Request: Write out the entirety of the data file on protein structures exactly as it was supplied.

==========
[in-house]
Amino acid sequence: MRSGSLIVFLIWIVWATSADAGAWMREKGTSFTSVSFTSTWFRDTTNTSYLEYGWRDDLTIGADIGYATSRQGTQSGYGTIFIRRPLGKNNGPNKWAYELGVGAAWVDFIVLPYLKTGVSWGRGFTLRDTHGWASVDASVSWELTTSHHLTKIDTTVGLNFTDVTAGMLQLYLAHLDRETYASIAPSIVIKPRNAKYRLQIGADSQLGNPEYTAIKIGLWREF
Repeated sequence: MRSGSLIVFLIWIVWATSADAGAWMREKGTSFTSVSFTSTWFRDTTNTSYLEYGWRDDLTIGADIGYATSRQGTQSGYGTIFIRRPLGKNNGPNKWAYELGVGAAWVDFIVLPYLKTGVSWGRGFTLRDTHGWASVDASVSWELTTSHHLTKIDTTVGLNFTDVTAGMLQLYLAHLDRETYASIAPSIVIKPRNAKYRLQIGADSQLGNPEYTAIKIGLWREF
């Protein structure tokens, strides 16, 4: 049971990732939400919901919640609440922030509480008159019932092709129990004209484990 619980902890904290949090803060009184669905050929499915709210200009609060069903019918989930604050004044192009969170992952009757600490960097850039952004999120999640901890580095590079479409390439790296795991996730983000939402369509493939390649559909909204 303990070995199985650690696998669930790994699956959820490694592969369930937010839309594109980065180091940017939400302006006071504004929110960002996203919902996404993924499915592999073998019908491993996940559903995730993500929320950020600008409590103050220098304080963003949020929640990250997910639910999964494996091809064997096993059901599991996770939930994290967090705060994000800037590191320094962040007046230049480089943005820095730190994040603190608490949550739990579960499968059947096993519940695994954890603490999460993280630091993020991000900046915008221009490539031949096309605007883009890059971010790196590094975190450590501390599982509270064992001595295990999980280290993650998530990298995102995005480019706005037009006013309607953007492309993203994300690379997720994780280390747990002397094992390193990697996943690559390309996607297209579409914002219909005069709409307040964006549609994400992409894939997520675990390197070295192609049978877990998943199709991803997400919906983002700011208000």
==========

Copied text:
[in-house]
Amino acid sequence: MRSGSLIVFLIWIVWATSADAGAWMREKGTSFTSVSFTSTWFRDTTNTSYLEYGWRDDLTIGADIGYATSRQGTQSGYGTIFIRRPLGKNNGPNKWAYELGVGAAWVDFIVLPYLKTGVSWGRGFTLRDTHGWASVDASVSWELTTSHHLTKIDTTVGLNFTDVTAGMLQLYLAHLDRETYASIAPSIVIKPRNAKYRLQIGADSQLGNPEYTAIKIGLWREF
Repeated sequence: MRSGSLIVFLIWIVWATSADAGAWMREKGTSFTSVSFTSTWFRDTTNTSYLEYGWRDDLTIGADIGYATSRQGTQSGYGTIFIRRPLGKNNGPNKWAYELGVGAAWVDFIVLPYLKTGVSWGRGFTLRDTHGWASVDASVSWELTTSHHLTKIDTTVGLNFTDVTAGMLQLYLAHLDRETYASIAPSIVIKPRNAKYRLQIGADSQLGNPEYTAIKIGLWREF
């Protein structure tokens, strides 16, 4: 049971990732939400919901919640609440922030509480008159019932092709129990004209484990 619980902890904290949090803060009184669905050929499915709210200009609060069903019918989930604050004044192009969170992952009757600490960097850039952004999120999640901890580095590079479409390439790296795991996730983000939402369509493939390649559909909204 303990070995199985650690696998669930790994699956959820490694592969369930937010839309594109980065180091940017939400302006006071504004929110960002996203919902996404993924499915592999073998019908491993996940559903995730993500929320950020600008409590103050220098304080963003949020929640990250997910639910999964494996091809064997096993059901599991996770939930994290967090705060994000800037590191320094962040007046230049480089943005820095730190994040603190608490949550739990579960499968059947096993519940695994954890603490999460993280630091993020991000900046915008221009490539031949096309605007883009890059971010790196590094975190450590501390599982509270064992001595295990999980280290993650998530990298995102995005480019706005037009006013309607953007492309993203994300690379997720994780280390747990002397094992390193990697996943690559390309996607297209579409914002219909005069709409307040964006549609994400992409894939997520675990390197070295192609049978877990998943199709991803997400919906983002700011208000």